But the next time a fight erupts, you know, it’s all over again. All the archived animosities will come out.

All of you have someone in your life with whom it’s never done. It’s never finished. It’s never put to rest.

Someone with whom you can try to put it behind you, but next time it’s right there between you again. Like it never left.

All of you have someone in your life for whom what you’ve done is never done with.

Someone for whom the past is only in the past until it comes back tomorrow or next year.

It’s never gone once and for all.

And for some of you, that someone in your life is you.

You’re the one who can’t put it away, can’t send it away, who always brings it back to where or how it started.

You can’t face and repent of your own junk and so you’re always looking to put it on someone else.

     We like to picture Satan red with horns and a pitchfork to go with his tail, but when you dig down to the dirty root of the word you realize that ‘Satan’ is not a proper, personal name.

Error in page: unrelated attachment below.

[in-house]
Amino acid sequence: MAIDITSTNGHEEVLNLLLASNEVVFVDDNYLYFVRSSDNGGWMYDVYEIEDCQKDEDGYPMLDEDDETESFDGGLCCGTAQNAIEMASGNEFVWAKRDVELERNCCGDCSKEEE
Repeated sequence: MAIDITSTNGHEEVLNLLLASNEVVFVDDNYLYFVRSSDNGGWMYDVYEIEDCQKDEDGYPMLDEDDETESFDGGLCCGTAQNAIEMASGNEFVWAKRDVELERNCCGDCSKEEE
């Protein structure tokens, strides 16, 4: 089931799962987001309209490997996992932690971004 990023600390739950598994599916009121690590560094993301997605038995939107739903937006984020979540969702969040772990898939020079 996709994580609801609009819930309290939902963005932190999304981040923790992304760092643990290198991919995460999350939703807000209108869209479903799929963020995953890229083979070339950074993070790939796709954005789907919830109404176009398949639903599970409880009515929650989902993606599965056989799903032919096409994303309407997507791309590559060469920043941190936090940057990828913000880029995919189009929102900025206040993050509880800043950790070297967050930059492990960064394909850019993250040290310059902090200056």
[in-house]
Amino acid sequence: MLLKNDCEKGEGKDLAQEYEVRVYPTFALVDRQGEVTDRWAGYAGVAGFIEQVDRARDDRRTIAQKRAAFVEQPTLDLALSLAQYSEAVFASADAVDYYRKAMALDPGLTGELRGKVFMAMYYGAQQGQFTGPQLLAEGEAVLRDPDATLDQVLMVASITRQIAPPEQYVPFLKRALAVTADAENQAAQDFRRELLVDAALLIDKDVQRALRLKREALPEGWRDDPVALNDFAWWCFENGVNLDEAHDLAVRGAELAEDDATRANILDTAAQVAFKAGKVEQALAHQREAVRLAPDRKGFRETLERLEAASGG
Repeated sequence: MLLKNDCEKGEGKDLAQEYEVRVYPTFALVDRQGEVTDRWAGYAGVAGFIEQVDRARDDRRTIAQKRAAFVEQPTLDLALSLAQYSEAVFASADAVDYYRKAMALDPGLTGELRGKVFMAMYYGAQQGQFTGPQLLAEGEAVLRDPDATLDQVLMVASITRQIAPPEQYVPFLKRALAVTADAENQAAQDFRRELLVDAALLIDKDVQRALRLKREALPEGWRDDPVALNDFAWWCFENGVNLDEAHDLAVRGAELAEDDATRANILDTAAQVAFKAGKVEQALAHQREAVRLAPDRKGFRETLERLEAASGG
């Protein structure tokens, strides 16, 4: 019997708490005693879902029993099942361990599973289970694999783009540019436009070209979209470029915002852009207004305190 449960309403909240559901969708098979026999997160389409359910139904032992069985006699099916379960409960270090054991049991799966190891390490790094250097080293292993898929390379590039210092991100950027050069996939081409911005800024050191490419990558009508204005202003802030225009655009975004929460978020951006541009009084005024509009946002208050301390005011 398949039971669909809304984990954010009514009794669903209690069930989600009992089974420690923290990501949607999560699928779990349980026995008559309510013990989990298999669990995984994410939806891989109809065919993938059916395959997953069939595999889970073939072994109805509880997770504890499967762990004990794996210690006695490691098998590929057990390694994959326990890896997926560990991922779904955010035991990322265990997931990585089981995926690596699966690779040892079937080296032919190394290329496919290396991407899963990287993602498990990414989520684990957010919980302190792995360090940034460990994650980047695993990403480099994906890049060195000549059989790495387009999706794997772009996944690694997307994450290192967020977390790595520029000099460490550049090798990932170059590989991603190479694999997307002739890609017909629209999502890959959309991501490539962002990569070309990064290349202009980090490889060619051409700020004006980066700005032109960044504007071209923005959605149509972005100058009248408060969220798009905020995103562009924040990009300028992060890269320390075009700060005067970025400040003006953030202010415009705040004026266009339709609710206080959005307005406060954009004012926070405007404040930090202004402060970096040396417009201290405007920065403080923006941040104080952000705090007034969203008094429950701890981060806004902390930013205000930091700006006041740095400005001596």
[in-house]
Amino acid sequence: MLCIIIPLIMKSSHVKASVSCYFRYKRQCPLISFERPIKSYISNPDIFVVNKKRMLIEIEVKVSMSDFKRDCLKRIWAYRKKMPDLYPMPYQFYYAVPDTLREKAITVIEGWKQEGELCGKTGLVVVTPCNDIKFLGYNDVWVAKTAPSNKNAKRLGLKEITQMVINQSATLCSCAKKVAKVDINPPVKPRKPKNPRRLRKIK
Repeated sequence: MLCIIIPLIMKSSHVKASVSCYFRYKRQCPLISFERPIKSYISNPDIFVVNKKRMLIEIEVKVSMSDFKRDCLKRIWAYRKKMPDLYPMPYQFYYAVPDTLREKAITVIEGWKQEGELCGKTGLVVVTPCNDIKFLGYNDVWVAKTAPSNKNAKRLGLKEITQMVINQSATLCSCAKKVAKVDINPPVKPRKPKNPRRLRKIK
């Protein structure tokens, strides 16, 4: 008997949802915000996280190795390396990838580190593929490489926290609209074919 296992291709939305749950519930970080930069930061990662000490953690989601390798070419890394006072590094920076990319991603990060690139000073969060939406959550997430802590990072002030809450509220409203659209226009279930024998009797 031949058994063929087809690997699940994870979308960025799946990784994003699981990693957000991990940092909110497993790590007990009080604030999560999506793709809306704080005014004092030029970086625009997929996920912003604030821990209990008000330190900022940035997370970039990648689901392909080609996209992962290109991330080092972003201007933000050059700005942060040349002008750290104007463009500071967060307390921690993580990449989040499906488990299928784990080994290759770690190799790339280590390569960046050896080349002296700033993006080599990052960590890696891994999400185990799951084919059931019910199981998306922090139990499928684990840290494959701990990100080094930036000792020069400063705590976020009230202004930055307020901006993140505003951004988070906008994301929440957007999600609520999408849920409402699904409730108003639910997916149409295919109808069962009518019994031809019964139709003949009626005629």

The blame game is satan’s name.

And if the first word of Resurrection, the first word of God’s New World, the first word that summarizes everything Jesus did and everything he undid- if the first word on Jesus’ Easter lips is ‘Peace,’

Then there should be no margin of error in the surveys: 100%

Christians should be known as those people who renounce the blame game in Jesus’ name.

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Jesus, the Scapegoat

Jason Micheli —  September 14, 2013 — Leave a comment

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     Here’s a Lenten sermon from a while ago that I thought would be appropriate to share again for Yom Kippur. 

 

     The ancient church fathers believed the Book of Hebrews was originally one long sermon on Leviticus 16.